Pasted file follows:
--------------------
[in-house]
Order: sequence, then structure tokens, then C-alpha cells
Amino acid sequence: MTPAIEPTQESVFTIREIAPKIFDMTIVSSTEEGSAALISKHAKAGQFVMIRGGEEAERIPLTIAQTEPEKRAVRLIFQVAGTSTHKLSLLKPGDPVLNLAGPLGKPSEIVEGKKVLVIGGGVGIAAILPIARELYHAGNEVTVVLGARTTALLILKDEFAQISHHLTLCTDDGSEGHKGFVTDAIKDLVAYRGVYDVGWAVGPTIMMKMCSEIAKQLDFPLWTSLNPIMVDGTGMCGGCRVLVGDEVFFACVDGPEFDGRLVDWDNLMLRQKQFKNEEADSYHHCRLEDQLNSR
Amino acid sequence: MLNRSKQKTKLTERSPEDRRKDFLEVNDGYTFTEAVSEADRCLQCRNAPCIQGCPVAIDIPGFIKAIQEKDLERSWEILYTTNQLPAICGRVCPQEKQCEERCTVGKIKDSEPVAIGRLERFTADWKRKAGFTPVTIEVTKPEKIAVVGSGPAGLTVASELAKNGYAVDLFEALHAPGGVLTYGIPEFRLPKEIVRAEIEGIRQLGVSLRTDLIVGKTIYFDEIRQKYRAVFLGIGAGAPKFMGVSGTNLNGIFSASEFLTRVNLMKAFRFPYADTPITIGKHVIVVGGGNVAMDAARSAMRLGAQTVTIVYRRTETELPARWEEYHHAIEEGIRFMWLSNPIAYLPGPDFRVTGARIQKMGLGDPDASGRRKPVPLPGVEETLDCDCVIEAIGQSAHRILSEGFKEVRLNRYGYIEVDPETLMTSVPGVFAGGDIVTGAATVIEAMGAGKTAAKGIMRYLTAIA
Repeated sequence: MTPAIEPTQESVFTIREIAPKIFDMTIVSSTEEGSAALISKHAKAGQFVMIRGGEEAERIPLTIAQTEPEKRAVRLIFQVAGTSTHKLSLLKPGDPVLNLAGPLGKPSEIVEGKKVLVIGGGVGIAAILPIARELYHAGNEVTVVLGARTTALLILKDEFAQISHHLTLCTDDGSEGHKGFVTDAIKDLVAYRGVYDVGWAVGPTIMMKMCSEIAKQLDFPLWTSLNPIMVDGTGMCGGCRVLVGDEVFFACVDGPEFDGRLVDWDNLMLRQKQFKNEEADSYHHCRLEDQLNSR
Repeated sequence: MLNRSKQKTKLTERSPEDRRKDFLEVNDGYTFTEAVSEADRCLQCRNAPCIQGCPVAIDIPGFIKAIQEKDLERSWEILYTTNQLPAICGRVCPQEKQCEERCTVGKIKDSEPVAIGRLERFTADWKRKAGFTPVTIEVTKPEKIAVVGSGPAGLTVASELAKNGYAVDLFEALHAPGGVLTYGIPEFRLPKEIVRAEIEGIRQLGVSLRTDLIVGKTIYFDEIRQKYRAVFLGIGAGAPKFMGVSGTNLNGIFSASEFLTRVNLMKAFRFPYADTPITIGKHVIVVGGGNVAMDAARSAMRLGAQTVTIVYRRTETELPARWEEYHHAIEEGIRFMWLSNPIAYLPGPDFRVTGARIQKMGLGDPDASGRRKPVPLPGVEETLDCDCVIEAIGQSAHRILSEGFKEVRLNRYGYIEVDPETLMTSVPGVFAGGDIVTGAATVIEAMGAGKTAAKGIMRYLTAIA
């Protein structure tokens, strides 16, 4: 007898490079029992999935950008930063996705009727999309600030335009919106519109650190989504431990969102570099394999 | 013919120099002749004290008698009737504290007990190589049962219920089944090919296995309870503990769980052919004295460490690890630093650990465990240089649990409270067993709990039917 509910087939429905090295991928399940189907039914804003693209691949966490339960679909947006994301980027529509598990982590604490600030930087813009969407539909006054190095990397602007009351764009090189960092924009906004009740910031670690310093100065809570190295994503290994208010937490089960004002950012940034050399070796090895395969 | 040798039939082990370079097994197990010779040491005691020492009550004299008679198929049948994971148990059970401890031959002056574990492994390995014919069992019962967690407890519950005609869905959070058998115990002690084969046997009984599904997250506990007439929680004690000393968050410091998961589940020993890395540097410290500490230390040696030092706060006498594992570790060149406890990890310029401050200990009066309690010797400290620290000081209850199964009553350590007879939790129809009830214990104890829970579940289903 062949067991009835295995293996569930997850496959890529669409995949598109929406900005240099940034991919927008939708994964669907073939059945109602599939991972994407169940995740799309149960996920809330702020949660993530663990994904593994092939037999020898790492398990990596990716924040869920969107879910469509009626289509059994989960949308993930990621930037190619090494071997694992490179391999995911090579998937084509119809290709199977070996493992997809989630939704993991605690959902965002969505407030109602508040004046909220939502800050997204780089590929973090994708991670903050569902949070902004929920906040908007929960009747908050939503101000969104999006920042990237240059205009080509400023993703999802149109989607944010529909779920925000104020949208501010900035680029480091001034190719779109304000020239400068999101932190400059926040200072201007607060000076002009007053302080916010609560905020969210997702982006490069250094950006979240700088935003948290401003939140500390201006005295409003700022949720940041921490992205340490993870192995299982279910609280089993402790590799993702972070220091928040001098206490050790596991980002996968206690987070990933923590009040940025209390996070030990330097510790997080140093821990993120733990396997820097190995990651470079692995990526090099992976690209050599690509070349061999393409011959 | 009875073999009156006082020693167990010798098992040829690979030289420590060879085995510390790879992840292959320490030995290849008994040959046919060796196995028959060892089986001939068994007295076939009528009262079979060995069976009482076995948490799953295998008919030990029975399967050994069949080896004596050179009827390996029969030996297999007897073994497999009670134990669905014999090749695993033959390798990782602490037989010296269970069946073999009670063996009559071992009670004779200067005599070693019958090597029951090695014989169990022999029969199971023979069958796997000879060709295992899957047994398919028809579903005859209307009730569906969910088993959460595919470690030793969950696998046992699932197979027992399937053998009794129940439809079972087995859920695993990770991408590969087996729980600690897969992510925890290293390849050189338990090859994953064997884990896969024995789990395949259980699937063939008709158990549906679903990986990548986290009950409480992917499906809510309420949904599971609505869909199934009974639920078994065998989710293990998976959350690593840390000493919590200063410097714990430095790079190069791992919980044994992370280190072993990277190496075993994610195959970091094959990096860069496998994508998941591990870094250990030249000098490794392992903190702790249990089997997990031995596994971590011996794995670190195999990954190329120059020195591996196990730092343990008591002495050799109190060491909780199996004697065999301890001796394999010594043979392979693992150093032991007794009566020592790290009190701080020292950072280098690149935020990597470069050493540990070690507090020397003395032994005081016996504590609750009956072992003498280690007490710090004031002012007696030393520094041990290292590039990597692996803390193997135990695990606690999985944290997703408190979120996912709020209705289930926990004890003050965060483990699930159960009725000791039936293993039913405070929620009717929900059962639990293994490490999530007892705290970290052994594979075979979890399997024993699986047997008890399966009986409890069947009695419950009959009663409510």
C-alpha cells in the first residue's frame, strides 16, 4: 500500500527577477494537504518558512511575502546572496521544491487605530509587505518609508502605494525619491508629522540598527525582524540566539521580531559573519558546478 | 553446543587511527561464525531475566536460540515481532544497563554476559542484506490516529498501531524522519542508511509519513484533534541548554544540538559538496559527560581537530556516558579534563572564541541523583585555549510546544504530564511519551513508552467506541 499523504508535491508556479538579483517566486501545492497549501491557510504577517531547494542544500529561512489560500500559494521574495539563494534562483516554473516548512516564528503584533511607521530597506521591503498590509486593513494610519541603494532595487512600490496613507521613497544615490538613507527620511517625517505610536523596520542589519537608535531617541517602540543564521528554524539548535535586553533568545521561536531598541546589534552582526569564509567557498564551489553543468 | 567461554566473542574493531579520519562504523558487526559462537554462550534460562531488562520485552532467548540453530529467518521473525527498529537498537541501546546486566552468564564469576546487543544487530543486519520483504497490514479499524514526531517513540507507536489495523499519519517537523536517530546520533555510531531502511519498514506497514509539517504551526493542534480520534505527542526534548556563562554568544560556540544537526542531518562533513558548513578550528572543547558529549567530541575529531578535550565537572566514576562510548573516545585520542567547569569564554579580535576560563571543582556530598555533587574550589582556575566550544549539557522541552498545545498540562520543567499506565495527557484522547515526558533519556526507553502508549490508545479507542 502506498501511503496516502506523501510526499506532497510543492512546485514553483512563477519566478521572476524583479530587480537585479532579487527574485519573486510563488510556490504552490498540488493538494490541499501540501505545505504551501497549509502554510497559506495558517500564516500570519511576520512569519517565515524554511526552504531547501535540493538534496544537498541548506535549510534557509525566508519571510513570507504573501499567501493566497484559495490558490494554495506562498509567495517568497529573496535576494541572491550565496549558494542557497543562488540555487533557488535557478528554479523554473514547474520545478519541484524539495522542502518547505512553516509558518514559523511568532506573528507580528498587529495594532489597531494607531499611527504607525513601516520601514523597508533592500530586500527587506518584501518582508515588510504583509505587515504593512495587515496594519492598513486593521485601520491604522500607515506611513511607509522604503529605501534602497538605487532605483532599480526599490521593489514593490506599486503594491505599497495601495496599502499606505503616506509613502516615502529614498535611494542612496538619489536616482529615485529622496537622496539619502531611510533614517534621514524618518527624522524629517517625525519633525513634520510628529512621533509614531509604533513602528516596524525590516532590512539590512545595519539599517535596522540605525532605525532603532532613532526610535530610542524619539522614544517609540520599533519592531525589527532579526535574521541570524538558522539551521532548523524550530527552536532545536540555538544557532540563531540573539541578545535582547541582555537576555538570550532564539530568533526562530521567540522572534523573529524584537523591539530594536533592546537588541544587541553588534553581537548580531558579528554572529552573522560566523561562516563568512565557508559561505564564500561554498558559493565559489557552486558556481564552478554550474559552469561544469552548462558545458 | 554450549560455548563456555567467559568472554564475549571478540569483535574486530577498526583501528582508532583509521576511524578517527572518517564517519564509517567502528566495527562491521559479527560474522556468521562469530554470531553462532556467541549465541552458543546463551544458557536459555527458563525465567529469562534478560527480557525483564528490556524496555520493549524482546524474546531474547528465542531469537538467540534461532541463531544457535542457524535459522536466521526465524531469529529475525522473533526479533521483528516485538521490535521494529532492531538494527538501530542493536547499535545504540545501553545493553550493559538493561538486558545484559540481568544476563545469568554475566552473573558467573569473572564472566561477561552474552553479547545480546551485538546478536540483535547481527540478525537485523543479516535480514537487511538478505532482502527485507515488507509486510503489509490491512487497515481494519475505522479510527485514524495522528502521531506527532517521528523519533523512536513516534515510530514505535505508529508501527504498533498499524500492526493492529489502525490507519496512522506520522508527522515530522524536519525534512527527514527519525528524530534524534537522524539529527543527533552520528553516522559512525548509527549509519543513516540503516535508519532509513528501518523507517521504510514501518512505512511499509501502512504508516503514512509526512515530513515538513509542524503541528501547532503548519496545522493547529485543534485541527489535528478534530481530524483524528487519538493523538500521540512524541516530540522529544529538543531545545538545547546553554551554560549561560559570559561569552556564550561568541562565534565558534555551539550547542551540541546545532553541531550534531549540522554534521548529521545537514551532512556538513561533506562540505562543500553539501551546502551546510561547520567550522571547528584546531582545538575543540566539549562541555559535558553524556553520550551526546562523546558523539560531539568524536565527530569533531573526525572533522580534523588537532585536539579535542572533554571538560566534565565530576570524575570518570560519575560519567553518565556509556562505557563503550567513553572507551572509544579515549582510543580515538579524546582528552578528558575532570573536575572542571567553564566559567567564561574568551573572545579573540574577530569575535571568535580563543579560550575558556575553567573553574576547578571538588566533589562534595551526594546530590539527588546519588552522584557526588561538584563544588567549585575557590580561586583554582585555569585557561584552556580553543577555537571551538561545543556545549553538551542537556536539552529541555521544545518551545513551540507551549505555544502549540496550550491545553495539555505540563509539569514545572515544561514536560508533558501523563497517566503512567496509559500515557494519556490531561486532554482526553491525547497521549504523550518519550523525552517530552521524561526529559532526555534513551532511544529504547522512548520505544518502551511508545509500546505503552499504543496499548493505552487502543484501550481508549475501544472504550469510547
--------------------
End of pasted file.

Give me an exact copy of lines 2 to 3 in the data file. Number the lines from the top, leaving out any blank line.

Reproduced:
Order: sequence, then structure tokens, then C-alpha cells
Amino acid sequence: MTPAIEPTQESVFTIREIAPKIFDMTIVSSTEEGSAALISKHAKAGQFVMIRGGEEAERIPLTIAQTEPEKRAVRLIFQVAGTSTHKLSLLKPGDPVLNLAGPLGKPSEIVEGKKVLVIGGGVGIAAILPIARELYHAGNEVTVVLGARTTALLILKDEFAQISHHLTLCTDDGSEGHKGFVTDAIKDLVAYRGVYDVGWAVGPTIMMKMCSEIAKQLDFPLWTSLNPIMVDGTGMCGGCRVLVGDEVFFACVDGPEFDGRLVDWDNLMLRQKQFKNEEADSYHHCRLEDQLNSR